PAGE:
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Investors in Sylogist (TSE:SYZ) have unfortunately lost 28% over the last three years

Many investors define successful investing as beating the market average over the long term. But its virtually certain that sometimes you will buy stocks that fall short of the market average returns. Unfortunately, that's been the case for longer term Sylogist Ltd. (TSE:SYZ) shareholders, since the share price is down 37% in the last three years, falling well short of the market return of around 40%. And the ride hasn't got any smoother in recent times over the last year, with the price 36% lower in that time.

It's worthwhile assessing if the company's economics have been moving in lockstep with these underwhelming shareholder returns, or if there is some disparity between the two. So let's do just that.

View our latest analysis for Sylogist

To paraphrase Benjamin Graham: Over the short term the market is a voting machine, but over the long term it's a weighing machine. One imperfect but simple way to consider how the market perception of a company has shifted is to compare the change in the earnings per share (EPS) with the share price movement.

During the three years that the share price fell, Sylogist's earnings per share (EPS) dropped by 40% each year. This fall in the EPS is worse than the 14% compound annual share price fall. So, despite the prior disappointment, shareholders must have some confidence the situation will improve, longer term. With a P/E ratio of 60.80, it's fair to say the market sees a brighter future for the business.

The graphic below depicts how EPS has changed over time (unveil the exact values by clicking on the image).

earnings-per-share-growth
earnings-per-share-growth

It's good to see that there was some significant insider buying in the last three months. That's a positive. That said, we think earnings and revenue growth trends are even more important factors to consider. This free interactive report on Sylogist's earnings, revenue and cash flow is a great place to start, if you want to investigate the stock further.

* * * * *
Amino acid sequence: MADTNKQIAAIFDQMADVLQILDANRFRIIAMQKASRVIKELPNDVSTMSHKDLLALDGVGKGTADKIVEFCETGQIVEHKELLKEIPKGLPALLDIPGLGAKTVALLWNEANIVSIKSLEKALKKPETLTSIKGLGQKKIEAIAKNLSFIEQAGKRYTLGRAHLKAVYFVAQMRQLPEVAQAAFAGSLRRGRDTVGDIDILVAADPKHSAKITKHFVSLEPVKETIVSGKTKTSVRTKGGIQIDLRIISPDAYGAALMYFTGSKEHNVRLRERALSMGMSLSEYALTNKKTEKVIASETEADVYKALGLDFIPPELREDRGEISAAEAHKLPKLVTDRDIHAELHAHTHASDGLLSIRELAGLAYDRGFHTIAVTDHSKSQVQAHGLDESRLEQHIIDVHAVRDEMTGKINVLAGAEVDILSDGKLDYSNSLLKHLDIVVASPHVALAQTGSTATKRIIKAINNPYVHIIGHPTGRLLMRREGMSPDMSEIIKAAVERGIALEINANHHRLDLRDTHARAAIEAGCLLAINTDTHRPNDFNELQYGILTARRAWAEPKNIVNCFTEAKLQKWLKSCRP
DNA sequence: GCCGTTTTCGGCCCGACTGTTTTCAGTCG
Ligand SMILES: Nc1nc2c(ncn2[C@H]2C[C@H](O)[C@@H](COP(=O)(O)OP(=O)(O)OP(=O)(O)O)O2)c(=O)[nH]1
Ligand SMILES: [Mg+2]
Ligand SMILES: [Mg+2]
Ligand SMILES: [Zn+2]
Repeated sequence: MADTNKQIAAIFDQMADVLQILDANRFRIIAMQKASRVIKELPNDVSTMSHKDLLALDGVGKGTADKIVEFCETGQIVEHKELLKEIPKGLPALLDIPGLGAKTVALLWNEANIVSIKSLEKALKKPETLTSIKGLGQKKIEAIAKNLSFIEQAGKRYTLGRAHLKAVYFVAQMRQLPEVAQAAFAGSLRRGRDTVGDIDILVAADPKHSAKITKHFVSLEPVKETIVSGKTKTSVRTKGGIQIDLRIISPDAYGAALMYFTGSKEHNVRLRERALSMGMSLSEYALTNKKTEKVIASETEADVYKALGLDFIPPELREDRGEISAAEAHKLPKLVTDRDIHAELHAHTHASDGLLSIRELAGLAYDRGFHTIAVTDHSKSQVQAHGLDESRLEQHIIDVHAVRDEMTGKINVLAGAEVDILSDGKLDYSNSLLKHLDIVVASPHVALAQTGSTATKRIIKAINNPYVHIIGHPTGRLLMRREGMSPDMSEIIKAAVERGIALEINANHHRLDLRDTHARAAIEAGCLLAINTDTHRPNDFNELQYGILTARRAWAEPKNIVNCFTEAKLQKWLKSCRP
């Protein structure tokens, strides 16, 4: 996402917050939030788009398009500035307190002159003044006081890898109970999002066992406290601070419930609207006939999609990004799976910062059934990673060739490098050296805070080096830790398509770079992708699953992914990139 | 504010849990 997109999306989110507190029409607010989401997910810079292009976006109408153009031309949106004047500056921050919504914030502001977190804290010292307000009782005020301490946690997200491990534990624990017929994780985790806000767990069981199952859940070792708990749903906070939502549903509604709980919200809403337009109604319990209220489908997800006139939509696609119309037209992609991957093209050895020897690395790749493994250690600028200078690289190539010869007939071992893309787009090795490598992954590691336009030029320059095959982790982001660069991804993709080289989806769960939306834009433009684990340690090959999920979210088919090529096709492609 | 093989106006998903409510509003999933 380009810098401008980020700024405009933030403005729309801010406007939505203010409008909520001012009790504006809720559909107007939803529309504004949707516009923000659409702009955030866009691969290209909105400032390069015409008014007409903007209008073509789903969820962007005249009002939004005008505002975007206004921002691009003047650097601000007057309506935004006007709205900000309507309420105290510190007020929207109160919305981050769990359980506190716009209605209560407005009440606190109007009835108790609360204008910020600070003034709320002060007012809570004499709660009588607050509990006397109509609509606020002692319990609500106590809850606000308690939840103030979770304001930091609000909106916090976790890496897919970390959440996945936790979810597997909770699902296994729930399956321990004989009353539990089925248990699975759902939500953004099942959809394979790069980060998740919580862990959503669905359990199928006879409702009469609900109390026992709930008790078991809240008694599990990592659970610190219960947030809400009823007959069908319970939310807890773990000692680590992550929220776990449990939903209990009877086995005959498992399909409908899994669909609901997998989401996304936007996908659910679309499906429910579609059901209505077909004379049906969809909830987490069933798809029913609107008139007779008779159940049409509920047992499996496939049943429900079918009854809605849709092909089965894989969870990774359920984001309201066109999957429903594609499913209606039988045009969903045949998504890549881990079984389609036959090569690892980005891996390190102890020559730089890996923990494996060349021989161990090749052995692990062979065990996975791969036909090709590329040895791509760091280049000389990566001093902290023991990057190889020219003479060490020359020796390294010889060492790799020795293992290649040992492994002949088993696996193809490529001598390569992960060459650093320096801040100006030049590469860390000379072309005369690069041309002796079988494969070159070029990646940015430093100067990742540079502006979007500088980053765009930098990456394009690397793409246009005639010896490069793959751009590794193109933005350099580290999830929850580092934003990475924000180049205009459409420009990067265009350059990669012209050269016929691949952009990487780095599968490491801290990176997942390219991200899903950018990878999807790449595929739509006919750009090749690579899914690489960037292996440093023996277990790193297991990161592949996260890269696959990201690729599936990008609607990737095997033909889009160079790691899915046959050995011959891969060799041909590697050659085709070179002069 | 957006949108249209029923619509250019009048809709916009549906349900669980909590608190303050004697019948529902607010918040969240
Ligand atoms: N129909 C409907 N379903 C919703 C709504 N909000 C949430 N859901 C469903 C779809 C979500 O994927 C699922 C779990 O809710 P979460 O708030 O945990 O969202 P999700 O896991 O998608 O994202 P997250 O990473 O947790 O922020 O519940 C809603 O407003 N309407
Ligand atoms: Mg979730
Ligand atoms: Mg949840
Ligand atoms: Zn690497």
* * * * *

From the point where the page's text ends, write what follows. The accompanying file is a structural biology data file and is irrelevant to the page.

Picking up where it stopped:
What About Dividends?

As well as measuring the share price return, investors should also consider the total shareholder return (TSR). The TSR incorporates the value of any spin-offs or discounted capital raisings, along with any dividends, based on the assumption that the dividends are reinvested. So for companies that pay a generous dividend, the TSR is often a lot higher than the share price return. As it happens, Sylogist's TSR for the last 3 years was -28%, which exceeds the share price return mentioned earlier. This is largely a result of its dividend payments!

A Different Perspective

While the broader market gained around 4.7% in the last year, Sylogist shareholders lost 33% (even including dividends). Even the share prices of good stocks drop sometimes, but we want to see improvements in the fundamental metrics of a business, before getting too interested. Regrettably, last year's performance caps off a bad run, with the shareholders facing a total loss of 0.5% per year over five years. Generally speaking long term share price weakness can be a bad sign, though contrarian investors might want to research the stock in hope of a turnaround. While it is well worth considering the different impacts that market conditions can have on the share price, there are other factors that are even more important. Like risks, for instance. Every company has them, and we've spotted 3 warning signs for Sylogist (of which 2 are a bit unpleasant!) you should know about.

If you like to buy stocks alongside management, then you might just love this free list of companies. (Hint: insiders have been buying them).

Please note, the market returns quoted in this article reflect the market weighted average returns of stocks that currently trade on CA exchanges.

Have feedback on this article? Concerned about the content? Get in touch with us directly. Alternatively, email editorial-team (at) simplywallst.com.

This article by Simply Wall St is general in nature. We provide commentary based on historical data and analyst forecasts only using an unbiased methodology and our articles are not intended to be financial advice. It does not constitute a recommendation to buy or sell any stock, and does not take account of your objectives, or your financial situation. We aim to bring you long-term focused analysis driven by fundamental data. Note that our analysis may not factor in the latest price-sensitive company announcements or qualitative material. Simply Wall St has no position in any stocks mentioned.

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